The expansiveness of the cemetery, around half an acre in size, is unexpected. The buildings stretch and groan, splintering slightly as they move aside. The canal must be rerouted and the angles of the surrounding streets adjusted in order to gain my bearings a little better. St Sepulchre’s nests within a block of buildings, its tree branches reach into back gardens and stretch up towards balconies and windows.
With the entrance to the cemetery on the west, its northern side is flanked by the Eagle Works Development; a large complex of flats and houses built on the site of the Eagle Foundry, an Ironworks & Brass Foundry founded in 1825, which would later become known as W Lucy & Co. by the end of the nineteenth century. The new buildings tower over the cemetery in much the same way as the original foundry would have done.
To the west is the canal, from which the cemetery is separated by earlier examples of residential development. These newer houses curve around the cemetery’s southern edge before giving way to the backyards of original red-bricked terraces. Time passes clockwise around the edge of the cemetery and tracks the site’s continued symbiotic relationship with the industries that shaped Jericho.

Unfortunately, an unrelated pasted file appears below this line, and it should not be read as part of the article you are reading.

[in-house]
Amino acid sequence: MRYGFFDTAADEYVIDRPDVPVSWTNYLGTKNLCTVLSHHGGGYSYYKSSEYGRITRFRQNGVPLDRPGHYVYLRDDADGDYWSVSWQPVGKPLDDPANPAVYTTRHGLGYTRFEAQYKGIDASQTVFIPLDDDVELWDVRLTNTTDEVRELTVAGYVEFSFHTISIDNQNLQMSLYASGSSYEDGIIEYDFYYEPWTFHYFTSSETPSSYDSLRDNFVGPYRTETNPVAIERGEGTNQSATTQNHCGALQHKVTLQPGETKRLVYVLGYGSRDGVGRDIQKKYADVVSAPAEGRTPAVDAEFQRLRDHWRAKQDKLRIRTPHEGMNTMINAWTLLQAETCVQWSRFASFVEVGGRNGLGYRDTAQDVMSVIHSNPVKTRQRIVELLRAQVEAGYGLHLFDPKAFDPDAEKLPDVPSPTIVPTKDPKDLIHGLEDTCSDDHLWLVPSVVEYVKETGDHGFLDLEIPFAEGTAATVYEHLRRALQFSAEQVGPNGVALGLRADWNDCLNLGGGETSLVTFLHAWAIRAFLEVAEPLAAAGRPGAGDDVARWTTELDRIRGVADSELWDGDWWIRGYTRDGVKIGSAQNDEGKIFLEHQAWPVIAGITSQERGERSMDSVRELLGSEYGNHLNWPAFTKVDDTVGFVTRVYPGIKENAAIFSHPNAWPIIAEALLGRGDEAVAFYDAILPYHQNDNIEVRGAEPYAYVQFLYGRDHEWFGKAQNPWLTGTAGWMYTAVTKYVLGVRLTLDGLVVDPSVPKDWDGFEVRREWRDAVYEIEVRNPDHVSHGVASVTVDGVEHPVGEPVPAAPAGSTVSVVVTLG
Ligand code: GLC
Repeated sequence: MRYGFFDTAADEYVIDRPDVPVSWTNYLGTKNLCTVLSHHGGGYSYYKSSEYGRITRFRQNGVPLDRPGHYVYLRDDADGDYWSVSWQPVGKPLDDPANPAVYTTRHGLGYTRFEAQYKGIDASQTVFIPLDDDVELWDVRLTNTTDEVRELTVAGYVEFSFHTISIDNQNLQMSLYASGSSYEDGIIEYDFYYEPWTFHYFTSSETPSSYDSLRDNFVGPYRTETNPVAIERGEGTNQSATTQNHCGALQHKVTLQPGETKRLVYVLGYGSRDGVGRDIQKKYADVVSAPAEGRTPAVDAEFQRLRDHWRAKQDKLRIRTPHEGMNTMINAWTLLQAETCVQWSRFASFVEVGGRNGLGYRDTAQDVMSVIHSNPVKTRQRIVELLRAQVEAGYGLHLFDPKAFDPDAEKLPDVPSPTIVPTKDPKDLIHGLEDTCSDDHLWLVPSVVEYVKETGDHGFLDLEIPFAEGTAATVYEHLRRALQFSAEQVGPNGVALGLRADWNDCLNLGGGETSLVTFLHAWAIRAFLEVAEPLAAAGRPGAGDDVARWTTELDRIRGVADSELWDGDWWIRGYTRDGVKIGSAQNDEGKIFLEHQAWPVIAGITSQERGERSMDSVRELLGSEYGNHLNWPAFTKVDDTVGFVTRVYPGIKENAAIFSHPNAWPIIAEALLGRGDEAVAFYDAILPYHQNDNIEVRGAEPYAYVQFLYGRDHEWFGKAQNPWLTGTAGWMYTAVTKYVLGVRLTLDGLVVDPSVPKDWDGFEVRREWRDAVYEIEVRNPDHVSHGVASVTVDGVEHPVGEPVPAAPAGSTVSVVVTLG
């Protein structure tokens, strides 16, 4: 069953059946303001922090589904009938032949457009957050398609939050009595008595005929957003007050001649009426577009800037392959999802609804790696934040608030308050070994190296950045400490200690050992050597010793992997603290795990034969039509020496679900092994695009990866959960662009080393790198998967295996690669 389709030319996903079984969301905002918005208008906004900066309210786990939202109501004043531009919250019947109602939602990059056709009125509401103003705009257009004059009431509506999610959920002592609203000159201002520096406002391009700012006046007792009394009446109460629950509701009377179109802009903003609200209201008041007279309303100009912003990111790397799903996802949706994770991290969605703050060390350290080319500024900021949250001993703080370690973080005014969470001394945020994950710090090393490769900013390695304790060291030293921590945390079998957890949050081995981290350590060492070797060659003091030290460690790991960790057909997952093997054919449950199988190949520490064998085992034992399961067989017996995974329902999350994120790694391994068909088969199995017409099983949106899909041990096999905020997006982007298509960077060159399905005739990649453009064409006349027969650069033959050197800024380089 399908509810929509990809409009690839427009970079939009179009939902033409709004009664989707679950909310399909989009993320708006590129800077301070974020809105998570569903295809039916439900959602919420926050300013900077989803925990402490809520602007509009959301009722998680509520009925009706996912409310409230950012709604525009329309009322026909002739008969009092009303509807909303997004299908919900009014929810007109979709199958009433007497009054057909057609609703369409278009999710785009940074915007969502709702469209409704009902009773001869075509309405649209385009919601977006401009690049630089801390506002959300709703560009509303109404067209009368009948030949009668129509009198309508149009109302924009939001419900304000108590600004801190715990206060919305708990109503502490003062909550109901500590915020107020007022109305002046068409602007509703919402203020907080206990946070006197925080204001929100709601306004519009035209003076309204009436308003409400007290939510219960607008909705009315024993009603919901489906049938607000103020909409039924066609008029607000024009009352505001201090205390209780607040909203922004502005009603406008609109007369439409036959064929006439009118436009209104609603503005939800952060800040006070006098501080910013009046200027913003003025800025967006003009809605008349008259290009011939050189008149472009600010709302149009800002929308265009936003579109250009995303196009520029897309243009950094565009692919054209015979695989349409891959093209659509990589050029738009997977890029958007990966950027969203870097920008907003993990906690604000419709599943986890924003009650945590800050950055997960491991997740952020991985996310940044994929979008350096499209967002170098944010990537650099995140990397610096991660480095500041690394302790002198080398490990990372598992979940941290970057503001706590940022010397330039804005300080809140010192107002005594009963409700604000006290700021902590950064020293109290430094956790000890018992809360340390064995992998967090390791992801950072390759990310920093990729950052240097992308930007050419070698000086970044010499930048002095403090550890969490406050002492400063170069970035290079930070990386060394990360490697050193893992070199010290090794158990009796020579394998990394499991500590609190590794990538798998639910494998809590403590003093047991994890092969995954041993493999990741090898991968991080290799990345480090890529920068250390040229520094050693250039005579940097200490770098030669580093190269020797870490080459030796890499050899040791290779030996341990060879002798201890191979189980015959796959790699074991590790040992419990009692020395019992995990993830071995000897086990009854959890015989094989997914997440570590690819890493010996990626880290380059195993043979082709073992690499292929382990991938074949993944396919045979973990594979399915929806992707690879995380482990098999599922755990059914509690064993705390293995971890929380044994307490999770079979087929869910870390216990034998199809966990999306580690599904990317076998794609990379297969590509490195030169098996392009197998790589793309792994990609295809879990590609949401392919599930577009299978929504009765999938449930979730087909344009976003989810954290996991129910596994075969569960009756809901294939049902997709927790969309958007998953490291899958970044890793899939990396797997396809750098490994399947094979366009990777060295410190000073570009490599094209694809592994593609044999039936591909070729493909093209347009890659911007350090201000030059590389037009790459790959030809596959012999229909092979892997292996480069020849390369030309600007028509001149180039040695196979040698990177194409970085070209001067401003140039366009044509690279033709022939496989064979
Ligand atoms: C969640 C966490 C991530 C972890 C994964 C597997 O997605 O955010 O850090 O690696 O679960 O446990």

Jericho became Oxford’s first industrial suburb after the arrival of the Oxford Canal at the end of the eighteenth century, triggering rapid industrial development. W Lucy & Co. would become one of the area’s three large employers, all of which made a significant and lasting impact on the area. Alongside the foundry, many of the inhabitants of Jericho have been continuously employed for more than a century by the Oxford University Press and The Radcliffe Infirmary, which opened in 1770 to become the very first major employer of the area.
Subsequently, the early nineteenth century saw a surge of house building to meet the demand of a growing population. The housing was of a demonstrably bad quality, built quickly and cheaply on land with poor drainage. These conditions exacerbated an outbreak of cholera in 1832 and put extra strain on grave space within the city, which, like much of the urban infrastructure of the time, was already flagging under the weight of a sudden population explosion. St Sepulchre’s, along with three other cemeteries, were established in response.